Part 3: Unending Block Stream, Head_block / Last_irreversible_Block and Multiple Api_endpoint Support

in utopian-io •  4 months ago

steem-python.png

This tutorial is part of a series where different aspects of programming with EOS are explained, the full curriculum can be found below. This part will focus on building an unending stream with fallback api_endpoints and goes into more depth about the head_block and irreversible blocks.


Repository

https://github.com/EOSIO/eos

What will I learn

  • Head block & last irreversible block
  • Unending stream
  • Multiple api_endpoints and switching

Requirements

  • Python3.6

Difficulty

  • basic

Tutorial

Setup

Download the file from Github. There is 1 file stream_blocks.py. Running the file without any arguments will test the api_endpoints for their speed to decide what node is best and then start streaming from the current head_block. Adding the argument irreversible will perform the same test but only stream irreversible blocks.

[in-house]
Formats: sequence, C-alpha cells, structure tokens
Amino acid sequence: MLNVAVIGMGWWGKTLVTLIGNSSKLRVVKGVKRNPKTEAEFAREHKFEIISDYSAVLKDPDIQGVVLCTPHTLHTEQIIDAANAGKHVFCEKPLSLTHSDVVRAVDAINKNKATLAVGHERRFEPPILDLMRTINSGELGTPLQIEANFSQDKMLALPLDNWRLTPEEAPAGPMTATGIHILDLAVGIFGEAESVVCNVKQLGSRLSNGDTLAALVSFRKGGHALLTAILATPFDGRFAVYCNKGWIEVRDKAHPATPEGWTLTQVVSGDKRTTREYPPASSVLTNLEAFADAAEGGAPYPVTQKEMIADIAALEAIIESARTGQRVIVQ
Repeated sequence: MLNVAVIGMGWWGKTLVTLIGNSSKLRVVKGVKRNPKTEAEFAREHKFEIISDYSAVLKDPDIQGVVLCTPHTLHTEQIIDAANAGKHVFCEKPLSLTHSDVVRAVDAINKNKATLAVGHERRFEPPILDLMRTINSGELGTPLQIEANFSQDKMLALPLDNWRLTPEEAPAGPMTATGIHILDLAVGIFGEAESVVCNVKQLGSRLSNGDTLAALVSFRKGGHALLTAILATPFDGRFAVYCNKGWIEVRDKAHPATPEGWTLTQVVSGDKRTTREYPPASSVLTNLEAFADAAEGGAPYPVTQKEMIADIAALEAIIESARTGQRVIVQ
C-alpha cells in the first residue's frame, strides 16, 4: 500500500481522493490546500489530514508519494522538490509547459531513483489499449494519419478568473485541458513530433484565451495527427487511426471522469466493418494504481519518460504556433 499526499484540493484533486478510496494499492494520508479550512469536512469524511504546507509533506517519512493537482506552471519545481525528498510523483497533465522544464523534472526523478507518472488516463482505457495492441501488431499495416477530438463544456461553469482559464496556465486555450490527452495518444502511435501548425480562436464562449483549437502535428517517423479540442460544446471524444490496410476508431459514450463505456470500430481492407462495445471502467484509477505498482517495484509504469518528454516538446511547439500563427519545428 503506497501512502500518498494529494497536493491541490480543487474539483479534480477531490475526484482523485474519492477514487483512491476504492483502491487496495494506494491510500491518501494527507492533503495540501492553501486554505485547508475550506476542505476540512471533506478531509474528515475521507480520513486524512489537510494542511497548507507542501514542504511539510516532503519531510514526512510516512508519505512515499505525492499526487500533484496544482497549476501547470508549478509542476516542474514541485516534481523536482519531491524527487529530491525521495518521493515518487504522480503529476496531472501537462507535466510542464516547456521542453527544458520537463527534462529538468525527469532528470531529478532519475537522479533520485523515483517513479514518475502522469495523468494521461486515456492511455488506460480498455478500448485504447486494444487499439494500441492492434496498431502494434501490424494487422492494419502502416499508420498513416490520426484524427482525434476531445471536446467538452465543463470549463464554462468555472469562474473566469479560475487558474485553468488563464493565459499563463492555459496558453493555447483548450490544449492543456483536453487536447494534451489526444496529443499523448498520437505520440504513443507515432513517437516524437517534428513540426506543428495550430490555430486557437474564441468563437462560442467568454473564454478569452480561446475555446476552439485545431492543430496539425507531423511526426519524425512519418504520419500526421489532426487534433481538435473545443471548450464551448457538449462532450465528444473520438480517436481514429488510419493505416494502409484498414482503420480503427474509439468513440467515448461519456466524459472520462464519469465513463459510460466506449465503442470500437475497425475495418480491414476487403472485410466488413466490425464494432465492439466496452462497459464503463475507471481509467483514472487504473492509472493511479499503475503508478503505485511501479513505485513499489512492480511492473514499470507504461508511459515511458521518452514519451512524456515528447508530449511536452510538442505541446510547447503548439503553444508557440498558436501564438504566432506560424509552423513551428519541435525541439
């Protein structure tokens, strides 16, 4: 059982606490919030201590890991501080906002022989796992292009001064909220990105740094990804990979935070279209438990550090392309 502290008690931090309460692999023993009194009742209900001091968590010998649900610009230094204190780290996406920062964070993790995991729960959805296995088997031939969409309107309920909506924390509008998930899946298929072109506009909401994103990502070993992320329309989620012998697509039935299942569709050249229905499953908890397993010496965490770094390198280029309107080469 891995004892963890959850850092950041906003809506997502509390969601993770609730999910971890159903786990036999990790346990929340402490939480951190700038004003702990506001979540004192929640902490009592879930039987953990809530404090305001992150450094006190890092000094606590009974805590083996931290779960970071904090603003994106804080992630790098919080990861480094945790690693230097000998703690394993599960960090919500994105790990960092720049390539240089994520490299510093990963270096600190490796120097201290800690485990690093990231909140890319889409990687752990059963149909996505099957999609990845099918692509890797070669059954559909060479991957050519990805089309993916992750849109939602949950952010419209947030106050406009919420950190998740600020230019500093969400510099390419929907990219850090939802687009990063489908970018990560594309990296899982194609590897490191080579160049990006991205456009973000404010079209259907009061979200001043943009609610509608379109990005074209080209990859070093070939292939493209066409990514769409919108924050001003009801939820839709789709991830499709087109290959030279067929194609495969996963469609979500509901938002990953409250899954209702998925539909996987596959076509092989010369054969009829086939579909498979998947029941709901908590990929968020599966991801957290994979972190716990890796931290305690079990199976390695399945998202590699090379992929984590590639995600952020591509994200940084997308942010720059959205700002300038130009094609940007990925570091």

Run scripts as following:
> python stream_blocks.py

Head block & last irreversible block

On the EOS Blockchain new blocks are produced by 21 block producers (BPs) every halve a second. As this is not enough time for the blocks to propagate over the entire network BPs are chosen to produce a set amount of blocks before another BP takes the role as a producer. The frequency in which the BPs are chosen is based on the amount of votes this BP has received.